Susan Sarandon

Susan Sarandon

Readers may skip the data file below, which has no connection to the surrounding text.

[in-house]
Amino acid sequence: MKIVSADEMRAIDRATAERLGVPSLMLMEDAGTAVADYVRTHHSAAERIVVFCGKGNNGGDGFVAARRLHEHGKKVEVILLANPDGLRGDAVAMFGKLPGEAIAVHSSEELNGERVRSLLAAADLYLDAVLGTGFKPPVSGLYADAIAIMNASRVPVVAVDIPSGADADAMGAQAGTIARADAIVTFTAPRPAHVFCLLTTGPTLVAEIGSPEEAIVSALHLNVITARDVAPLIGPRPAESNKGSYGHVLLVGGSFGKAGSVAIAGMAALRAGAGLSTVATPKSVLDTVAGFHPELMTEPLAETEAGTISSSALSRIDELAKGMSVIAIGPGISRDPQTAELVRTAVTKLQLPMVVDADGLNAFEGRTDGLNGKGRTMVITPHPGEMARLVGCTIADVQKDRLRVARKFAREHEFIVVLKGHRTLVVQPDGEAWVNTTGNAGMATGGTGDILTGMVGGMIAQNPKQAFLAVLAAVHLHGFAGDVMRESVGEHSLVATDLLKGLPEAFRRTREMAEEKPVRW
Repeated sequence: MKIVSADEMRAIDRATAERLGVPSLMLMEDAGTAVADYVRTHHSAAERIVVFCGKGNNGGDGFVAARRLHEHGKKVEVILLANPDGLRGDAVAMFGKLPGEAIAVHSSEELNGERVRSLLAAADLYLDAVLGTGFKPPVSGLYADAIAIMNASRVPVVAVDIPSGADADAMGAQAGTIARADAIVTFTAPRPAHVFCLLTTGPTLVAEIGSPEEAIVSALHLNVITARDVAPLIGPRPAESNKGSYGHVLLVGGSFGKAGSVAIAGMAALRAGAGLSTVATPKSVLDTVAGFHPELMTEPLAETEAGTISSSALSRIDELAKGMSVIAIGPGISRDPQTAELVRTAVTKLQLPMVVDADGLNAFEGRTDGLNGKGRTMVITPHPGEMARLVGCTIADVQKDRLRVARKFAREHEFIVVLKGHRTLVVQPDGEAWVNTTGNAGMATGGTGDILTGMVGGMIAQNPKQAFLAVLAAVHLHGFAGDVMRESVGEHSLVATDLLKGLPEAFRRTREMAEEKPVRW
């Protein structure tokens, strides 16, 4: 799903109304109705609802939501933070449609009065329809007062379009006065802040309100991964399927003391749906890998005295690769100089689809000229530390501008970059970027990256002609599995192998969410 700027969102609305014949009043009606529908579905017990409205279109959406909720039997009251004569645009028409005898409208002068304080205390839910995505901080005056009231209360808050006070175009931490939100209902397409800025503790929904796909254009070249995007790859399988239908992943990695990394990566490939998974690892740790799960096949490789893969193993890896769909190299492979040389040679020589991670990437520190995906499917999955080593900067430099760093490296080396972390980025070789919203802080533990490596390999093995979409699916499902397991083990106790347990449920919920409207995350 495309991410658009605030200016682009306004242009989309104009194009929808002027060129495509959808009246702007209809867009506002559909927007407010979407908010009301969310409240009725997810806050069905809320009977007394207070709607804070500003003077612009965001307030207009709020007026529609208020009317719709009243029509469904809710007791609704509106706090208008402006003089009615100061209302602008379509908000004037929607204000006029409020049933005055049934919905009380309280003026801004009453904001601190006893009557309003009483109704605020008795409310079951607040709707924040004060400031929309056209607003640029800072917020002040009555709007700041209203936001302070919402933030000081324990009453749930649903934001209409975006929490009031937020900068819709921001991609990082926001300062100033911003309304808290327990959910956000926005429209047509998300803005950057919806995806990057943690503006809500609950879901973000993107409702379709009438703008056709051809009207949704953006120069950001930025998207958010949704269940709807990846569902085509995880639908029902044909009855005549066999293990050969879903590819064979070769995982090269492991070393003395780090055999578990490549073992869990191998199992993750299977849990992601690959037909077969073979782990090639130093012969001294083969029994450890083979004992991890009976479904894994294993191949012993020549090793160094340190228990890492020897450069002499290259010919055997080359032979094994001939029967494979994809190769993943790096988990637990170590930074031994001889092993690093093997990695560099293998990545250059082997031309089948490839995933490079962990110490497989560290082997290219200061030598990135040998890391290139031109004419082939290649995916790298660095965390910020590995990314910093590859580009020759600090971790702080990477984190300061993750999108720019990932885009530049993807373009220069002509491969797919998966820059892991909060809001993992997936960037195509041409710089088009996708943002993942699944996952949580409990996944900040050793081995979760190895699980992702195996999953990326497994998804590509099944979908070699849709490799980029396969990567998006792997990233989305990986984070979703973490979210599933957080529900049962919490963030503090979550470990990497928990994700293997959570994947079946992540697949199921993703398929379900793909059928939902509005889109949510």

Her role in 'The Great Waldo Pepper' (1975)